Today, open source is pervasive in enterprise IT, forming the foundation of many cloud services and applications.
The open source community represents a vast pool of collaborative intellectual property, and it has become a fundamental part of businesses around the world and in Australia and New Zealand.
"Open source is a great fit for any organisation that is looking to innovate more rapidly and effectively, and to save costs and increase the bottom line," says Colin McCabe, senior manager, Services and Training, Red Hat.
"When implementing open source solutions, there are several key opportunities and challenges organisations should consider."
1. Efficiency, flexibility and speed
Enterprise IT leaders aim to be efficient, flexible and agile, and technology providers cannot always facilitate this.
Open source solutions offer a broad range of capabilities, which allows IT professionals to innovate without relying on a vendor.
Open source can offer compelling ROI in several areas, including savings from license fees, development costs and add value such as a faster time to market.
Open source also lets organisations start with small projects, exploring options before diving in completely. By taking part in an open source community, organisations can share maintenance and sustainability costs.
As more solutions and IT architectures are based on open source foundations, innovation is made easier and happens quicker, allowing for more possibilities so companies can explore a variety of solutions.
1. Governance programs and policies
To succeed with an open source approach, companies should put in place governance programs and policies.
Because of the speed of innovation and development that open source enables, it is critical to know the software end-users, what they’ll be using it for, and what the expected results are.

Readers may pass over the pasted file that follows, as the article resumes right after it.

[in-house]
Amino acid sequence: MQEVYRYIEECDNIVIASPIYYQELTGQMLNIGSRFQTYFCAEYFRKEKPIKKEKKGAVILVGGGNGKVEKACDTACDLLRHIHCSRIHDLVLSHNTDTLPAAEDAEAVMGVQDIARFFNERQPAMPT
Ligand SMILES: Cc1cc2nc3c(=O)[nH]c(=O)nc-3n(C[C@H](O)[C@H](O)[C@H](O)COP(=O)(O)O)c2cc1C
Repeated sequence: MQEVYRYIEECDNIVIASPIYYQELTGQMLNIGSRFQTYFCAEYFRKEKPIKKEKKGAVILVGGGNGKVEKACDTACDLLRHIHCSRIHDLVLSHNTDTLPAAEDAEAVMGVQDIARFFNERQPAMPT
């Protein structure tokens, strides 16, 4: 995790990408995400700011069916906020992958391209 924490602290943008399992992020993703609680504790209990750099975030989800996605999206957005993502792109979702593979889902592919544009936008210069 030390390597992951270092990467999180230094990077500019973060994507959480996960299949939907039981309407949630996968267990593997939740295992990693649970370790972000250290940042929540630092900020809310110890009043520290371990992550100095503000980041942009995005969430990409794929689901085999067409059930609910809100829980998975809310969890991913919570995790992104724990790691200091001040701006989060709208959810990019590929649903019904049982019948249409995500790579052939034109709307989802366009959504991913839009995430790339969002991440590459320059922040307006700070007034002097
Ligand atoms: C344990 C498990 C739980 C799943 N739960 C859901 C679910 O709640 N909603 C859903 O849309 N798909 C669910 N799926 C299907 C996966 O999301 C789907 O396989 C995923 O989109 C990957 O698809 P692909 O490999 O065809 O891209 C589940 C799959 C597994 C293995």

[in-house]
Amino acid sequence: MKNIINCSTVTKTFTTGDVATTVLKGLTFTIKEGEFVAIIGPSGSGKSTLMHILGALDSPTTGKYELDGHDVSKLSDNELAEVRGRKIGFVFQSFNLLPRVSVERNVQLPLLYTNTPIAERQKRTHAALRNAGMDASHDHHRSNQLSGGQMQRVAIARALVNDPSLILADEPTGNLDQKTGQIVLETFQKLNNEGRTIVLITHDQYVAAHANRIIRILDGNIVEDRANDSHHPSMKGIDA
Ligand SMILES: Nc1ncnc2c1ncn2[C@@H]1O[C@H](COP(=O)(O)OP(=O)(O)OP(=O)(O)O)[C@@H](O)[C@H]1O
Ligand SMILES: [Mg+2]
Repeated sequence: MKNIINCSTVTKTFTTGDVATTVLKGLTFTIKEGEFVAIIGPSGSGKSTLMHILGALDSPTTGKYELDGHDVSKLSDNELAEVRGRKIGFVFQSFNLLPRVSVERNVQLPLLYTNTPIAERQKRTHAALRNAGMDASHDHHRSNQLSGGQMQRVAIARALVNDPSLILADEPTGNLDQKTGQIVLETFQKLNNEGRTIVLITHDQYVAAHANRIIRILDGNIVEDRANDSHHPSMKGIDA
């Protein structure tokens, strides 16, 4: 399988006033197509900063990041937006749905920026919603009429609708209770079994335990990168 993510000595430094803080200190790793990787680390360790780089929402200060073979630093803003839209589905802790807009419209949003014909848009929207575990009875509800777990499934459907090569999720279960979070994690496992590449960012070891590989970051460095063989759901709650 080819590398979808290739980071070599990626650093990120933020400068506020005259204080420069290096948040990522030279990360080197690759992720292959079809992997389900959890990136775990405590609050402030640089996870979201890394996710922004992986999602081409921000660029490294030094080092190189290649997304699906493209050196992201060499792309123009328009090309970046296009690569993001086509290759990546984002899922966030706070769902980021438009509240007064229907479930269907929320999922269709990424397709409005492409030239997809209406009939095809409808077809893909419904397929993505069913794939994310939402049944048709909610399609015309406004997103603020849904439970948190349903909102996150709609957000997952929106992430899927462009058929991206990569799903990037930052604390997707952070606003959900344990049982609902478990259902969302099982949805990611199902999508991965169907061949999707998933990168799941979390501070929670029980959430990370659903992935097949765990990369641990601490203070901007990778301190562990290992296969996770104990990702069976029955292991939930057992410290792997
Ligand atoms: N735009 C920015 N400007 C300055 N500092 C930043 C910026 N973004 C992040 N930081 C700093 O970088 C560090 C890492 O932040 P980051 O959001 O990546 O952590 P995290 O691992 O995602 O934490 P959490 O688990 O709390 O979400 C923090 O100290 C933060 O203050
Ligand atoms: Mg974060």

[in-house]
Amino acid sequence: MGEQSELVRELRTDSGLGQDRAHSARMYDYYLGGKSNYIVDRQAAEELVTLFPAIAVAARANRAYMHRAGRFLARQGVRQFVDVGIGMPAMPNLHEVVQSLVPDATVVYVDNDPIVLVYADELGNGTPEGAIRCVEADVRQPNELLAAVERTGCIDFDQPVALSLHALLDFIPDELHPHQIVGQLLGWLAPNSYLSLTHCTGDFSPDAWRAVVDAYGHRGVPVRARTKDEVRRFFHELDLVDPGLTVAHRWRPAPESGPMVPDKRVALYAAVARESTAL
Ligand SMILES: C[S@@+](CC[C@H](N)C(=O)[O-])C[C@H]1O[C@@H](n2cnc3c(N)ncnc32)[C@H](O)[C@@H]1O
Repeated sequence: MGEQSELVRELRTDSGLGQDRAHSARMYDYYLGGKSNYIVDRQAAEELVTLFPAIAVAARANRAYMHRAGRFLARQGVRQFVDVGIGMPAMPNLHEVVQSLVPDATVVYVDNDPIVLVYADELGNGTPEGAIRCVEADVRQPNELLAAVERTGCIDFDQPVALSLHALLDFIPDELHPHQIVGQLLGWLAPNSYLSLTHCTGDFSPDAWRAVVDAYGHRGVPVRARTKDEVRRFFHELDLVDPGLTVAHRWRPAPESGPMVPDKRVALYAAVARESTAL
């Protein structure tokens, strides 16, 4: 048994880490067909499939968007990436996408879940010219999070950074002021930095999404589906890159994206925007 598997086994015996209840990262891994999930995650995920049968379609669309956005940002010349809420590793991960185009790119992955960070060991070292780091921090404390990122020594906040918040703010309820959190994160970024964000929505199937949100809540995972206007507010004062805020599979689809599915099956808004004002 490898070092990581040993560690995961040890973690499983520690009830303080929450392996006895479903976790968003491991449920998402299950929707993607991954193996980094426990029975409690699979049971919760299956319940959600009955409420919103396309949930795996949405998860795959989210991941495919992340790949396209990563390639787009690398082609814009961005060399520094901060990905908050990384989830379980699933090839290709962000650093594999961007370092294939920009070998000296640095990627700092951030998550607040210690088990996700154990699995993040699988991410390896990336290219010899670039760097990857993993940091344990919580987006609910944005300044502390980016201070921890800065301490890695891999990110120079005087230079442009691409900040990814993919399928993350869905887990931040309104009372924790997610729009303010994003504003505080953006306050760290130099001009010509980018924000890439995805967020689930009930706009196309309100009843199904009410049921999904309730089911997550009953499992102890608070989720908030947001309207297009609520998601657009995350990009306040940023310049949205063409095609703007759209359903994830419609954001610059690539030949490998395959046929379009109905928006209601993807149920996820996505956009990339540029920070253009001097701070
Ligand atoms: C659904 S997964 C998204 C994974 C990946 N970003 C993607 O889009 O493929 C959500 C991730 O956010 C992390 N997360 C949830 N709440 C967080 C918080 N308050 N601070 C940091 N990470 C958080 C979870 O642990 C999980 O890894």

The advantage of using open source methods is that they force companies to document and formalise processes, which will help establish these policies.
2. Implementation and execution
Open source is based on a collaborative environment where the more involved an organisation is, the better the results will be.
This makes it vital for organisations implementing an open source strategy to be active in the community.
Choosing widely-supported platforms can help make the implementation and execution easier and more successful, as these platforms tend to be reliable and more mature than others.
It is also critical to use carefully-tested applications, preferably in separate environments for development and production, and to keep abreast of updates in the open source community.
3. Information security
Many commercial open source solutions offer strong security. Organisations should look towards open source communities that are responsive towards security issues, as well as seeking the advice of security consultants.
In general, the commercial open source environment has solid information security, but it never hurts to implement extra protection.
"At Red Hat, we’ve been working for over two decades to maintain the open source model," McCabe adds.
"It’s in Red Hat’s DNA to unravel complex technology challenges ranging from cloud applications to content management using open source solutions.
"Red Hat is part of different open source communities and works on a variety of projects.
"This collectiveness provides a secure and stable environment, making open source consumable for the enterprise."